Former Ont. doc reprimanded after committee finds he sexually abused patient
Health file photo.
Nicole Thompson, The Canadian Press
Published Thursday, December 1, 2016 5:18PM EST
TORONTO -- The agency charged with overseeing Ontario's physicians issued a scathing reprimand to a former family doctor who it says lured a patient into his office after hours "under the pretense of a cancer scare" to sexually assault her nine years ago.
The College of Physicians and Surgeons of Ontario delivered the reprimand to Dr. Romulo Fanio Anastasio Jr., who wasn't at Thursday's proceedings.
"Your sexual abuse of a patient you treated since she was an infant is deplorable," said Dr. Peeter Poldre, chair of the disciplinary committee.
The college's disciplinary committee immediately revoked the Hamilton, Ont., doctor's registration when it released its decision in November, though his records show he had already resigned his membership in July.
Based on an agreed statement of facts between the former doctor and his patient, the committee found that Anastasio pressed his clothed groin into his patient's naked genitals, and then used his bare hands to insert the patient's hand into her vagina while checking the woman's cervix for signs of redness.
According to the disciplinary committee's reasons for decision, the victim -- who is unnamed because of the nature of the allegations -- had been Anastasio's patient since she was an infant, but was in her late 20s at the time of the incident in 2007.
It's not clear when the complaint was made to the college, and spokeswoman Kathryn Clarke declined to comment on the timeline in an email.
Before the incident, which is described as sexual abuse by the college, Anastasio conducted an internal exam. He told the patient that he noticed redness around her cervix and was concerned she may have HPV, which he advised her could lead to cervical cancer.
Anastasio gave the patient his pager number, and requested that she give him her cellphone number "so that she could be kept up-to-date" on the situation, the decision said.
Later, Anastasio called the patient on her cellphone to come to the clinic for follow-up visits, including one after 5 p.m. when the office was closed.
When she arrived, he brought her into an examination room and told her he was pleased she was staying on top of the issue and not to be concerned, according to the decision. He said he just wanted to ensure it was not something that would lead to cancer.
"Your predatory manipulation of a patient's trust is truly deserving of the revocation you have received," Poldre said Thursday.
The patient said Anastasio used a speculum to examine her cervix, and after removing it, pressed his groin against her naked genitals, according to the decision.
Then, she said, he took off his gloves, took her hand and pushed it into her vagina, the decision said. She said he did this without warning, but later explained he wanted her to feel her cervix and know where it is.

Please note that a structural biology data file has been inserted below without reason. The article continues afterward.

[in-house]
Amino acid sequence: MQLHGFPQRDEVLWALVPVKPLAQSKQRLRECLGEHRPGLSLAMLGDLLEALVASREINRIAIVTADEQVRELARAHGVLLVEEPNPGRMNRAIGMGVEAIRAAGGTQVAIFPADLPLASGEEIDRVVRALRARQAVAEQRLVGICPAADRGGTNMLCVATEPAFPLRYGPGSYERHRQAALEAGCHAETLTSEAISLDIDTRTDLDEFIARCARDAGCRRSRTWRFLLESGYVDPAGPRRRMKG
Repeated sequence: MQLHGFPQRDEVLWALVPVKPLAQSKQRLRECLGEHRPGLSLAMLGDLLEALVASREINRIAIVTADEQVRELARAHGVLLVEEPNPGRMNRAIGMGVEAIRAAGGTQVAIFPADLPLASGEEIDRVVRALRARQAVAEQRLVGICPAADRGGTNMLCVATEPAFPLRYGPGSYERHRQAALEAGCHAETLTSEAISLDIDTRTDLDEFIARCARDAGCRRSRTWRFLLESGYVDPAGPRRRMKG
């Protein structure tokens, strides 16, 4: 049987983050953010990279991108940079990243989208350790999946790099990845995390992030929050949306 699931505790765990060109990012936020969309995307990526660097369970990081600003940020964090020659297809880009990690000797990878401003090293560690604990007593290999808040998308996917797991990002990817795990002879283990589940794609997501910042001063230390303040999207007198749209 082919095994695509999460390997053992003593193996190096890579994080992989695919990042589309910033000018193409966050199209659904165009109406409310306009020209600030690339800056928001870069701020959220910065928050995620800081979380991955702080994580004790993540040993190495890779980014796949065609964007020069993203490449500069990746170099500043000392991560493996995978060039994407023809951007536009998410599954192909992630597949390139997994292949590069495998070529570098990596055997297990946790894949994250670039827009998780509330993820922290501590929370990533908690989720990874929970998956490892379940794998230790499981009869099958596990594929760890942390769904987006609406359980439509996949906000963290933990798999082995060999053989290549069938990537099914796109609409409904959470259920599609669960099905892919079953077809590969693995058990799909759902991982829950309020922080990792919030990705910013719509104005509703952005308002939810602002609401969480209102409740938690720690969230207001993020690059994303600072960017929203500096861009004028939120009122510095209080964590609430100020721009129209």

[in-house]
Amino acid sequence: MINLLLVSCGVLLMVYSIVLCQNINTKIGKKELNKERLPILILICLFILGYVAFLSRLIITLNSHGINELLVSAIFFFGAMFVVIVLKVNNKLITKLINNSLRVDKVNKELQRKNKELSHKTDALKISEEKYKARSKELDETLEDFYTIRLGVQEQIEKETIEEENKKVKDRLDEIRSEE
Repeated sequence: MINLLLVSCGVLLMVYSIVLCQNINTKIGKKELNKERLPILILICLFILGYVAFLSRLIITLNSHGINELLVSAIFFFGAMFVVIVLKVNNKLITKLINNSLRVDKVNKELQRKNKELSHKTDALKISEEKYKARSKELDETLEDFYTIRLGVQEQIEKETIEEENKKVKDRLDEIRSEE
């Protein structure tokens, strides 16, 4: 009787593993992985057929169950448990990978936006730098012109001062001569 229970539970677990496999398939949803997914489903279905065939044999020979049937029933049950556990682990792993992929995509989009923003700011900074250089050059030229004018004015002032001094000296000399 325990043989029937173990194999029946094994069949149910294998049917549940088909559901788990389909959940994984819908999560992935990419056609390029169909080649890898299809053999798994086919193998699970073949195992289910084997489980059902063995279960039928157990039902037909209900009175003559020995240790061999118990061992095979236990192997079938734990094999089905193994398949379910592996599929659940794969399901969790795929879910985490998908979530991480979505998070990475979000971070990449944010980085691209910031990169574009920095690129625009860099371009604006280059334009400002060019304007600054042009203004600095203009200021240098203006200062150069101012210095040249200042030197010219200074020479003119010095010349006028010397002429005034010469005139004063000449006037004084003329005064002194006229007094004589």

The disciplinary committee found that pushing her hand into her vagina served no legitimate medical purpose.
"Anastasio maintained no clinical record of this patient encounter," the decision said.
The committee also heard that Anastasio continued to call the patient repeatedly after the incident, asking that she return for after-hours appointments.
"On one occasion, Dr. Anastasio called (the patient) while she was at home and she became angry and threw the phone on the kitchen table," the decision reads. That led the patient's mother to ask about what happened.
The patient's mother told her doctor about what happened to her daughter, and that doctor reported it to the college, according to the decision.
In addition to his registration being revoked, Anastasio was fined $21,000 -- $5,000 was paid directly to the college, and more $16,000 went to reimburse the college for therapy it provided to the patient.
Anastasio's lawyer did not immediately respond to requests for comment.
The committee also noted that Anastasio had previously been reprimanded by the college after he was found to have kissed a patient during a medical appointment.
He was also found to have made inappropriate comments to another patient and brushed his hand against her bottom.
For those offences, he was suspended for two months and was compelled to notify all of his female patients about the finding, providing them with a copy of the disciplinary decision and reasons. But an inspector from the college found that he was only notifying patients with a letter about the incident in which he edited some of the details in what it called a "self-serving manner", and did not provide them with copies of the decision and reasons.
A representative for the college declined to say whether it had reported the allegations against Anastasio to police, instead sending the agency's policy on reporting physicians to police.
The policy states that college staff will advise individuals that they're able to report allegations to police.
The committee is part of a regulatory body and its decisions don't require the same level of scrutiny as a criminal court.